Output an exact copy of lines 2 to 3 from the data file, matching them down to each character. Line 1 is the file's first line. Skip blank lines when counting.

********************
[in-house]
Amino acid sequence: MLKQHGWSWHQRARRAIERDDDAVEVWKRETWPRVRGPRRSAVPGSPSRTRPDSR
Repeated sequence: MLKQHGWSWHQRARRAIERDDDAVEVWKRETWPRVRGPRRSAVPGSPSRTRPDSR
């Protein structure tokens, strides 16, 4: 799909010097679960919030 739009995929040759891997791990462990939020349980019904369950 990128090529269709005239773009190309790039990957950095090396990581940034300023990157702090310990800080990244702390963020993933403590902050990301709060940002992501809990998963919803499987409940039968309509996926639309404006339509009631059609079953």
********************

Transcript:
Amino acid sequence: MLKQHGWSWHQRARRAIERDDDAVEVWKRETWPRVRGPRRSAVPGSPSRTRPDSR
Repeated sequence: MLKQHGWSWHQRARRAIERDDDAVEVWKRETWPRVRGPRRSAVPGSPSRTRPDSR